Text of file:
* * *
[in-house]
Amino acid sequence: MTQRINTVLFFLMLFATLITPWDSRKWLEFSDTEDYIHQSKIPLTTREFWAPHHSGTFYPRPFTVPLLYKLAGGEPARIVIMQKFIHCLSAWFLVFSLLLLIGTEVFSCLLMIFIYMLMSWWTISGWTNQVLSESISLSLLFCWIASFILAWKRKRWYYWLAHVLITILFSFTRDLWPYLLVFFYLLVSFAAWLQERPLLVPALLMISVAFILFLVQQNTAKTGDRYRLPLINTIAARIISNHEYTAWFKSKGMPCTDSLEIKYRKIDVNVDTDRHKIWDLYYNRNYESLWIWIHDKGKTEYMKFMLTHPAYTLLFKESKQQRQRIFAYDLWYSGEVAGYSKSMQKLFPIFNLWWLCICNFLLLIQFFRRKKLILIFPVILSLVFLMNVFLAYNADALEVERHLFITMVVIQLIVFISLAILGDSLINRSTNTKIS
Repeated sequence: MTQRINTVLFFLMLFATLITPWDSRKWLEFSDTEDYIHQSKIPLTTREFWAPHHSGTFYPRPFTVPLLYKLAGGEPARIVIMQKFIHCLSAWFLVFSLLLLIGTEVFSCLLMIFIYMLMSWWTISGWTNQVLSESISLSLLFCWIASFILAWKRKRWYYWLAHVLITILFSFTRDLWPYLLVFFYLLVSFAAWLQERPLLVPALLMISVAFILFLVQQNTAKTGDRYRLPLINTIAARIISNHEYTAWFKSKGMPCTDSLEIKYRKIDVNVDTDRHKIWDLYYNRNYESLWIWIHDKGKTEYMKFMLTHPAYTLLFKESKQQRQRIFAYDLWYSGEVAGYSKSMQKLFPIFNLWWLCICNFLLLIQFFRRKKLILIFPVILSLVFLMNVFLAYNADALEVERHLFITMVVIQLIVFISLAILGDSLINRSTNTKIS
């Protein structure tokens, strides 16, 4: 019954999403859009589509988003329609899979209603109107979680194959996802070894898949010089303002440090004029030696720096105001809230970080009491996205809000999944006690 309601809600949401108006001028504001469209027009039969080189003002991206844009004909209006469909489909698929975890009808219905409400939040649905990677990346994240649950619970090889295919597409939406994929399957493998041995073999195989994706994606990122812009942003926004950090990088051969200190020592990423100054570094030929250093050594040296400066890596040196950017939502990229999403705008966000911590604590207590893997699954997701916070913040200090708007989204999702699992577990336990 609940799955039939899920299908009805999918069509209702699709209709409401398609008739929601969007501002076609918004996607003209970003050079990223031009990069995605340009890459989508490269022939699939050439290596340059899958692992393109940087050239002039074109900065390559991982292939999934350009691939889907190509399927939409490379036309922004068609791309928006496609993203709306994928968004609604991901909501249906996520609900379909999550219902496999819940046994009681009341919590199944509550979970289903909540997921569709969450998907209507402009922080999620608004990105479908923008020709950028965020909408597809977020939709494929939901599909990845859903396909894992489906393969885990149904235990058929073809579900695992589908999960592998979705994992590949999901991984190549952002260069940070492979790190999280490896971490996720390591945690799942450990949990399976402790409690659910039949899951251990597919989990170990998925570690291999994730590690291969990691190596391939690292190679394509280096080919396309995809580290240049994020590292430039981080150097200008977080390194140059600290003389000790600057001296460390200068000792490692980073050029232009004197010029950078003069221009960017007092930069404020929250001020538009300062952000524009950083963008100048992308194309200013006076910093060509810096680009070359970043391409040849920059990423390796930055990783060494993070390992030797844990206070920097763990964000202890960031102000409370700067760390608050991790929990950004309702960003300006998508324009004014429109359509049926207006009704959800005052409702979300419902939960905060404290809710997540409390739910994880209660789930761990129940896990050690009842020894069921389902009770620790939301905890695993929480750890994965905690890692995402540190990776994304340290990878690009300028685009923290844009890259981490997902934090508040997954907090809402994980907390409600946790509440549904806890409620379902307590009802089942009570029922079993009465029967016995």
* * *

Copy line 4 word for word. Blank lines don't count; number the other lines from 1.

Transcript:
């Protein structure tokens, strides 16, 4: 019954999403859009589509988003329609899979209603109107979680194959996802070894898949010089303002440090004029030696720096105001809230970080009491996205809000999944006690 309601809600949401108006001028504001469209027009039969080189003002991206844009004909209006469909489909698929975890009808219905409400939040649905990677990346994240649950619970090889295919597409939406994929399957493998041995073999195989994706994606990122812009942003926004950090990088051969200190020592990423100054570094030929250093050594040296400066890596040196950017939502990229999403705008966000911590604590207590893997699954997701916070913040200090708007989204999702699992577990336990 609940799955039939899920299908009805999918069509209702699709209709409401398609008739929601969007501002076609918004996607003209970003050079990223031009990069995605340009890459989508490269022939699939050439290596340059899958692992393109940087050239002039074109900065390559991982292939999934350009691939889907190509399927939409490379036309922004068609791309928006496609993203709306994928968004609604991901909501249906996520609900379909999550219902496999819940046994009681009341919590199944509550979970289903909540997921569709969450998907209507402009922080999620608004990105479908923008020709950028965020909408597809977020939709494929939901599909990845859903396909894992489906393969885990149904235990058929073809579900695992589908999960592998979705994992590949999901991984190549952002260069940070492979790190999280490896971490996720390591945690799942450990949990399976402790409690659910039949899951251990597919989990170990998925570690291999994730590690291969990691190596391939690292190679394509280096080919396309995809580290240049994020590292430039981080150097200008977080390194140059600290003389000790600057001296460390200068000792490692980073050029232009004197010029950078003069221009960017007092930069404020929250001020538009300062952000524009950083963008100048992308194309200013006076910093060509810096680009070359970043391409040849920059990423390796930055990783060494993070390992030797844990206070920097763990964000202890960031102000409370700067760390608050991790929990950004309702960003300006998508324009004014429109359509049926207006009704959800005052409702979300419902939960905060404290809710997540409390739910994880209660789930761990129940896990050690009842020894069921389902009770620790939301905890695993929480750890994965905690890692995402540190990776994304340290990878690009300028685009923290844009890259981490997902934090508040997954907090809402994980907390409600946790509440549904806890409620379902307590009802089942009570029922079993009465029967016995």